Wannabe Hacks – Ensuring the Next Generation of Journalists are as Myopic as the Current Crop

 

Ah, Wannabe Hacks, that bastion of youth and lubricant of journalistic employment.

The entrepreneurial blog is gaining a cult following by directly addressing the student journalist market and has been positively featured in The Guardian, The Observer and The Telegraph, to name but a few established media outlets jumping on the ‘Wannabe’ bandwagon and the flock of impressionable aspiring journalists who ritually read its content.

Wannabe Hacks launched two years ago amidst a tidal wave of anti-establishment/industry rhetoric.

“We are, in effect, guinea pigs in our own experiment. Which path will be most successful? Who will still be jobless this time next year? Questions we cannot answer now, but we can light the way for those that follow. We want to be the recognised resource for students and graduates looking to enter the world of journalism. Advice from the horses mouth so to speak, rather from those already established in the industry.” – Ben Whitelaw, Ex-Hack, promoting his new  blog in The New Statesman back in 2010.

These five young journalists painted themselves as martyrs to the cause; they would rescue journalism from the bourgeoisie of arrogant scribes who were stewarding the industry towards ruin. These selfless heroes would fail in the industry so that the rest of us wouldn’t have to. What a nice thing to do, eh?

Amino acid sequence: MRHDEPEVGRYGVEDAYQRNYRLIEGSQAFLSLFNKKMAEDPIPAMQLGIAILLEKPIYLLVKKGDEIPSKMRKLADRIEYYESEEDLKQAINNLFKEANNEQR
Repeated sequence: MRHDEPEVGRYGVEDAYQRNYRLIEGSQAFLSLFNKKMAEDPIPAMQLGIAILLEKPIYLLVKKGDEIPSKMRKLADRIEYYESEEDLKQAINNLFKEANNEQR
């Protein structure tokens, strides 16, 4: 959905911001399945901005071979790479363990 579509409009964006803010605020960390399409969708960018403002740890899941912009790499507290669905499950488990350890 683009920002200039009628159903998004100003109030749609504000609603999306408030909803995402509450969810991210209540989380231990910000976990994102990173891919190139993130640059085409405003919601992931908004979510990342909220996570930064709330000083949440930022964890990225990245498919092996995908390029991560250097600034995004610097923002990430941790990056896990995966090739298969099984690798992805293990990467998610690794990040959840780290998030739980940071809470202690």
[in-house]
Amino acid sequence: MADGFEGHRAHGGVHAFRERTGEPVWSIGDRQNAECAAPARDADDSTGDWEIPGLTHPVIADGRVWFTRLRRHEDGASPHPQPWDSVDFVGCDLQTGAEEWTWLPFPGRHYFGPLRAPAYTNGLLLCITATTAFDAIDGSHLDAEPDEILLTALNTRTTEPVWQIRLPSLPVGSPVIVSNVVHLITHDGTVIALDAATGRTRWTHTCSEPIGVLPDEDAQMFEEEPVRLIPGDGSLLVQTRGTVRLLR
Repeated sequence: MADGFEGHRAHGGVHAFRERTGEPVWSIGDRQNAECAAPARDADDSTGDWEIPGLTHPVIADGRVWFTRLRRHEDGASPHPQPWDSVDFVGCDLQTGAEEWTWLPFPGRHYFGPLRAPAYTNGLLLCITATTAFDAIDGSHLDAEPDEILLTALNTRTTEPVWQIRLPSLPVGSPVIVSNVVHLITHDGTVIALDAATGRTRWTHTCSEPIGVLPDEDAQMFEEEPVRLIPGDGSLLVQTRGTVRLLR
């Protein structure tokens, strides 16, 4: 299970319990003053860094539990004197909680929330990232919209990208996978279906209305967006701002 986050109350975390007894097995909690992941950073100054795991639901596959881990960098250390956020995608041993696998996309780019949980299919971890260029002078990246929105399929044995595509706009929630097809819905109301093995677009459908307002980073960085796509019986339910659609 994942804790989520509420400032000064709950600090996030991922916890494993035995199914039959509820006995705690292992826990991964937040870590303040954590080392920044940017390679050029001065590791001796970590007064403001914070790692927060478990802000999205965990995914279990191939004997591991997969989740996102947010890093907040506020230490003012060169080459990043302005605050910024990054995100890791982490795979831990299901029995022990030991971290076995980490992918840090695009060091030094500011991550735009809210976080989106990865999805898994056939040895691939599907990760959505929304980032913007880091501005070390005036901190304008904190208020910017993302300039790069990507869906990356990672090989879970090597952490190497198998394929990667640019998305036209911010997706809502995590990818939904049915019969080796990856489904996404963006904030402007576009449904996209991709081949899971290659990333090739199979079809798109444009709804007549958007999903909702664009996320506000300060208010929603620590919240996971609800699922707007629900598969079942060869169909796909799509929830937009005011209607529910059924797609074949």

Except none of them failed. Or saved the industry. Or even changed the industry.

The Hacks team, Nick Petrie, Ben Whitelaw, Matt Caines, Tom Clarke and Alice Vincent now all work within the mainstream media, at publications such as The Times, The Guardian and, of course, The Daily Mail.

I don’t begrudge them of their success, in fact, as a fellow journalist I admire them for carving a sure-fire route into an industry that is notoriously difficult to break in to. But I do begrudge their false proclamations of martyrdom and rebellion. Wannabe Hacks had a rare opportunity to initiate an evolution of practices and ideals in an industry stunted by traditionalism and myopia. They had the audience, the technology and the writing skills which would enable them to move journalism away from the issues which have brought about a public backlash to journalists. Phone-hacking, police bribery and tabloidisation are a few of the issues turning public opinion against journalists and their murky practices.

The general consensus throughout the web-savvy contingent of the journalism industry is that Networked Journalism is the answer to these issues. If journalists could be co-creators and curators of content, rather than creators of content and false realities, then the industry could transcend the cancerous issues which infect its practice.

Wannabe Hacks could have utilised Networked Journalism to create a true online hub for young journalists. If they had allowed users to post articles this would have resulted in a revolutionary co-creator environment, right at the fingertips of the future generation of journalists.

Instead the site is a locked down microcosm of the out-dated and ill-fated journalism industry which still prevails today; Top-down hierarchical structure, journalists handing content down to audience, audience having little say in content.  They are using new technology with old ideas, trying to dictate the future through an archaic paradigm.

And because of this, despite their assertions to be on the side of aspiring journalists, Wannabe Hacks are actually sticking another knife into the back of the nation’s young writers. Their message can be reduced to one slice of advice, “Copy the ‘professionals’ or you won’t get a job.”

This message can’t be good for the real wannabe hacks – seeking to better the morality and merit of their vocation -, nor their job prospects.

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